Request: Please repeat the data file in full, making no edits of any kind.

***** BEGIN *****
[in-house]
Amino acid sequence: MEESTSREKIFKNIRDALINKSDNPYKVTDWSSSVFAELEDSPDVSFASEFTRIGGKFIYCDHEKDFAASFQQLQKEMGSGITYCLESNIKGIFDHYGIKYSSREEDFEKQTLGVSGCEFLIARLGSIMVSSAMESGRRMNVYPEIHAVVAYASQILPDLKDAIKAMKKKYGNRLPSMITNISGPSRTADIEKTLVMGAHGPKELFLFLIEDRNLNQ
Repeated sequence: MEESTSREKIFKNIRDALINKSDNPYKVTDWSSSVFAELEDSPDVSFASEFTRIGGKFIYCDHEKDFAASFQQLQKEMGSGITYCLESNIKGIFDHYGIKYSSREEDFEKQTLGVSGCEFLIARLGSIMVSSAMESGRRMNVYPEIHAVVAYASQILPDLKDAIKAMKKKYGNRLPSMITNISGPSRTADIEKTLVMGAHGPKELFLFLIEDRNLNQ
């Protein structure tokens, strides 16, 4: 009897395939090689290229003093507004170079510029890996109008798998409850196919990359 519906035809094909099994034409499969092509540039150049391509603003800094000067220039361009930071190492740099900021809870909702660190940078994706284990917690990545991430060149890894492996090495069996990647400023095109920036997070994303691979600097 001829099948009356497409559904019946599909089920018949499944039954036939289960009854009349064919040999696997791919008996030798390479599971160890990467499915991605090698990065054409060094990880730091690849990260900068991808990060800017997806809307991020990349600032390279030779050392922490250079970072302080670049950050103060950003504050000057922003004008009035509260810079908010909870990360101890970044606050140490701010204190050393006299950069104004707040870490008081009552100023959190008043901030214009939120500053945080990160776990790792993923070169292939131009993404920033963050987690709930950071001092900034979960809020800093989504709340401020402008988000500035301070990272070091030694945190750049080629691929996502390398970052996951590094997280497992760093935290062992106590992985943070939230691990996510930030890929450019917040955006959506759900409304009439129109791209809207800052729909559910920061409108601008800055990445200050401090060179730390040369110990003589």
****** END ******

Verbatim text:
[in-house]
Amino acid sequence: MEESTSREKIFKNIRDALINKSDNPYKVTDWSSSVFAELEDSPDVSFASEFTRIGGKFIYCDHEKDFAASFQQLQKEMGSGITYCLESNIKGIFDHYGIKYSSREEDFEKQTLGVSGCEFLIARLGSIMVSSAMESGRRMNVYPEIHAVVAYASQILPDLKDAIKAMKKKYGNRLPSMITNISGPSRTADIEKTLVMGAHGPKELFLFLIEDRNLNQ
Repeated sequence: MEESTSREKIFKNIRDALINKSDNPYKVTDWSSSVFAELEDSPDVSFASEFTRIGGKFIYCDHEKDFAASFQQLQKEMGSGITYCLESNIKGIFDHYGIKYSSREEDFEKQTLGVSGCEFLIARLGSIMVSSAMESGRRMNVYPEIHAVVAYASQILPDLKDAIKAMKKKYGNRLPSMITNISGPSRTADIEKTLVMGAHGPKELFLFLIEDRNLNQ
């Protein structure tokens, strides 16, 4: 009897395939090689290229003093507004170079510029890996109008798998409850196919990359 519906035809094909099994034409499969092509540039150049391509603003800094000067220039361009930071190492740099900021809870909702660190940078994706284990917690990545991430060149890894492996090495069996990647400023095109920036997070994303691979600097 001829099948009356497409559904019946599909089920018949499944039954036939289960009854009349064919040999696997791919008996030798390479599971160890990467499915991605090698990065054409060094990880730091690849990260900068991808990060800017997806809307991020990349600032390279030779050392922490250079970072302080670049950050103060950003504050000057922003004008009035509260810079908010909870990360101890970044606050140490701010204190050393006299950069104004707040870490008081009552100023959190008043901030214009939120500053945080990160776990790792993923070169292939131009993404920033963050987690709930950071001092900034979960809020800093989504709340401020402008988000500035301070990272070091030694945190750049080629691929996502390398970052996951590094997280497992760093935290062992106590992985943070939230691990996510930030890929450019917040955006959506759900409304009439129109791209809207800052729909559910920061409108601008800055990445200050401090060179730390040369110990003589």